Her broker told her that we need to offer them a few thousand dollars for them to go peacefully and voluntarily.
This situation is really helping me learn a lot of things, sadly. I bought the house I live in during the real estate downturn. There was a woman on my block who was a squatter. She seemed like a regular, middle class person. (Little did I know.) She paid the utilities and nobody questioned her right to do so. The house was foreclosed upon and she maintained residency for several years. I heard that the bank that owned the house paid her many thousands of dollars to leave. I never knew why. Now I do.
Also, about 5 years ago I bought an income property for a price way below the market, because squatters were occupying it. I mean I bought it for just over half price. We didn't know these laws!! Had I known them I would have been afraid. But what we did was assume that they had no rights and we became the squatters. I am actually quivering with fear about what could have happened. People would just climb in windows when we were there. It was scary but I could never have handled it, had I known these people had rights. Who would have guessed it? (I am glad this is anonymous.)
I agree very much with the idea of negotiating with them, but I would do it through an attorney, not directly. You already have a bottom line that the squatter gave you--a month in a hotel and half the deposit on a trailer. That sounds like he's willing to settle for 3 to 5k.
Very little could be worse than this going on and on until they're evicted. If you can, I would cut my losses--unless you are able to get them out if his parole is revoked. I think he is on parole.
I put in a call to the local mental health office there stating it was urgent snd they never called back. Wth? I’ll call back Monday. I’d like to find out about supervision and / or group homes. But we know she won’t be open to these things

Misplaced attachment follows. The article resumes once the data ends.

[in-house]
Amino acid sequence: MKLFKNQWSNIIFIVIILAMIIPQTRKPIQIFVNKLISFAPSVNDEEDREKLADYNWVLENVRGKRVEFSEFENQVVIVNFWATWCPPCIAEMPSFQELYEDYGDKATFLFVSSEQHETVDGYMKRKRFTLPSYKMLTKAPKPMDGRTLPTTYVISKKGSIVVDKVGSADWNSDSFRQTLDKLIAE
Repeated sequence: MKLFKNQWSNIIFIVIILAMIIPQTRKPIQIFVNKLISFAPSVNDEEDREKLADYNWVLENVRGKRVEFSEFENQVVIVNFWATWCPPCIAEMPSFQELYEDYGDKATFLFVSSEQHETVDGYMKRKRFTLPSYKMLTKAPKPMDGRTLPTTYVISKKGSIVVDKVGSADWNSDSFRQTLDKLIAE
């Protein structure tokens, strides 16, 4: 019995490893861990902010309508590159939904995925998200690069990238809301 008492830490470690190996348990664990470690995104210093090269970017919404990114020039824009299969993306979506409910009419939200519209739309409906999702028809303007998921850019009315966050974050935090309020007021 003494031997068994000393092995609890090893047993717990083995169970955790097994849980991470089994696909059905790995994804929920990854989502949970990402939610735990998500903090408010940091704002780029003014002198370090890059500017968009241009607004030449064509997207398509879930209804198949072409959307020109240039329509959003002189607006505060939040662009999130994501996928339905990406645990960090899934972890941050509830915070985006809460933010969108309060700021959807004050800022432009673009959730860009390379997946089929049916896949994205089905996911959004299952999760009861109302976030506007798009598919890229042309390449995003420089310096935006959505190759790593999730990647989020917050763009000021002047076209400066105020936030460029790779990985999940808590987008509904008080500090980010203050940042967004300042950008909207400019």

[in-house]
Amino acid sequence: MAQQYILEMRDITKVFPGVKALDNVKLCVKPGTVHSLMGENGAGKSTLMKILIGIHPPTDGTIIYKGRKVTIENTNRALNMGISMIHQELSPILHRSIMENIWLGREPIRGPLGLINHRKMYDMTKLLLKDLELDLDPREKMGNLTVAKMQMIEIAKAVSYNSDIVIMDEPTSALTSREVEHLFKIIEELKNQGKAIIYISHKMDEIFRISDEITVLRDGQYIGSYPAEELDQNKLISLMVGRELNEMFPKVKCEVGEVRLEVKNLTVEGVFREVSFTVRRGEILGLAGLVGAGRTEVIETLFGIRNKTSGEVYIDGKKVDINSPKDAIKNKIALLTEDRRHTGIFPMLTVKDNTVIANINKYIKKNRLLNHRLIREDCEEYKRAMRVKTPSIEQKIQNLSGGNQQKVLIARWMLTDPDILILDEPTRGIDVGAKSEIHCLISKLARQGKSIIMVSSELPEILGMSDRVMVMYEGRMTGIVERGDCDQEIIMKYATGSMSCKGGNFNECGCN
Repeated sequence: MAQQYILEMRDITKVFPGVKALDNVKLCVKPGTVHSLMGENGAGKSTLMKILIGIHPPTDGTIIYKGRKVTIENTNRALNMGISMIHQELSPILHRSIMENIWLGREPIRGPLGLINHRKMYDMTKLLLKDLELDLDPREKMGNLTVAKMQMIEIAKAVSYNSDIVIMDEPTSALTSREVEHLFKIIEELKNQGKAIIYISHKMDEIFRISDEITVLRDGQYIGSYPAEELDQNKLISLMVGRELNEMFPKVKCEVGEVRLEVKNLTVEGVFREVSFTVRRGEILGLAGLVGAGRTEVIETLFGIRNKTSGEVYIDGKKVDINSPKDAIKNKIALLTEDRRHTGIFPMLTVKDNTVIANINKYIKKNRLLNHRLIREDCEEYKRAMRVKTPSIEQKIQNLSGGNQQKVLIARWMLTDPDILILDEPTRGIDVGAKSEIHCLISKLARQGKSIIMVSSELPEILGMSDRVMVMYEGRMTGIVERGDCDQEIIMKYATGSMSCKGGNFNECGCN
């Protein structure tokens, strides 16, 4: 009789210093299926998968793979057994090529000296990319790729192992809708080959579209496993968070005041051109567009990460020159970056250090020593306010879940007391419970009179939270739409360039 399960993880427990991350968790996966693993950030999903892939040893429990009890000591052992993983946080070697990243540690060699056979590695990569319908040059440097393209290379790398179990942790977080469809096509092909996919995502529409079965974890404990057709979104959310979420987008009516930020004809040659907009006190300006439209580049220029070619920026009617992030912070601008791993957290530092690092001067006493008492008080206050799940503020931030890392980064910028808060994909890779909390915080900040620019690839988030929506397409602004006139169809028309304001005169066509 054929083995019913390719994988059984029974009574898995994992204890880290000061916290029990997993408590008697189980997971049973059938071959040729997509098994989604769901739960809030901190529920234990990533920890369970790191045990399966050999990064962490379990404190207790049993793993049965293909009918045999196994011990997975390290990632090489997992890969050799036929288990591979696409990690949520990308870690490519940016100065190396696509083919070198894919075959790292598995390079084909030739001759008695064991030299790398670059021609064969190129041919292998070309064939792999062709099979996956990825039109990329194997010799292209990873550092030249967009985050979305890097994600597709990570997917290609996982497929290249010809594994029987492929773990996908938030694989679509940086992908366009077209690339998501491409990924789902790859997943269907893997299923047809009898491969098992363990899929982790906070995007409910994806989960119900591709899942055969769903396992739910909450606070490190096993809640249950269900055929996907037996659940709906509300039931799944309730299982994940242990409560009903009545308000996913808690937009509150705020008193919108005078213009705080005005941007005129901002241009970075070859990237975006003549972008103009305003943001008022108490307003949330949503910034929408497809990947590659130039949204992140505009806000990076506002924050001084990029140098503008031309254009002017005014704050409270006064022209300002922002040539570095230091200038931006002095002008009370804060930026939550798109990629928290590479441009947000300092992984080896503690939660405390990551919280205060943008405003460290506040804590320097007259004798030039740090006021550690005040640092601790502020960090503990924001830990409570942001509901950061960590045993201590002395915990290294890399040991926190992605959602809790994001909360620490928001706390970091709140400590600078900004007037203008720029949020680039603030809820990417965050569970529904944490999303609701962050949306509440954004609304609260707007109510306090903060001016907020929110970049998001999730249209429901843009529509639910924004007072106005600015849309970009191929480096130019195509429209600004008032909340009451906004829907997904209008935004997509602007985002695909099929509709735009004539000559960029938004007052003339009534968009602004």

Your daughter has free choice. She has greatly delimited her options, like so many of our children, who find it so very hard to learn from experience. Your daughter amazes me by how much support and understanding she has from people around her, including where she lives right now. I am only watching this from afar, but I would not feel responsibility to scout out or arrange alternative living arrangements for her, unless and until she comes to you and asks for help.
From my own experience it all leads to ruin, when I try to "fix things." My ruin. I would focus only on what you're willing to do, and leave the rest to her. It sounds like what you're willing to do right now is to continuing being payee for her, and to supplement for necessary medical things.
Local mental health offices are not full-service places. In my own experience they operate on a crisis mentality, which is to say, their resources and capabilities are thin, in flux, and they're in crisis. They do not tend to respond well or comprehensively to any particular person who needs them. That is my experience with my son, and also when I worked there.
Most important and urgent is the pain you're in right now. In the main, is it a sense of betrayal by her? A sense of helplessness, anger, and violation due to the actions and attitudes of the squatters? Fear of the unknown, that is, how much worse it could get? Fear, regret and worry about your daughter, the sense that she has torpedoed your efforts to help her, what now will happen to you, and how that will affect you? Or something else? I think it's important to know the source(s) of your suffering, because that way you can take the actions that will remediate it.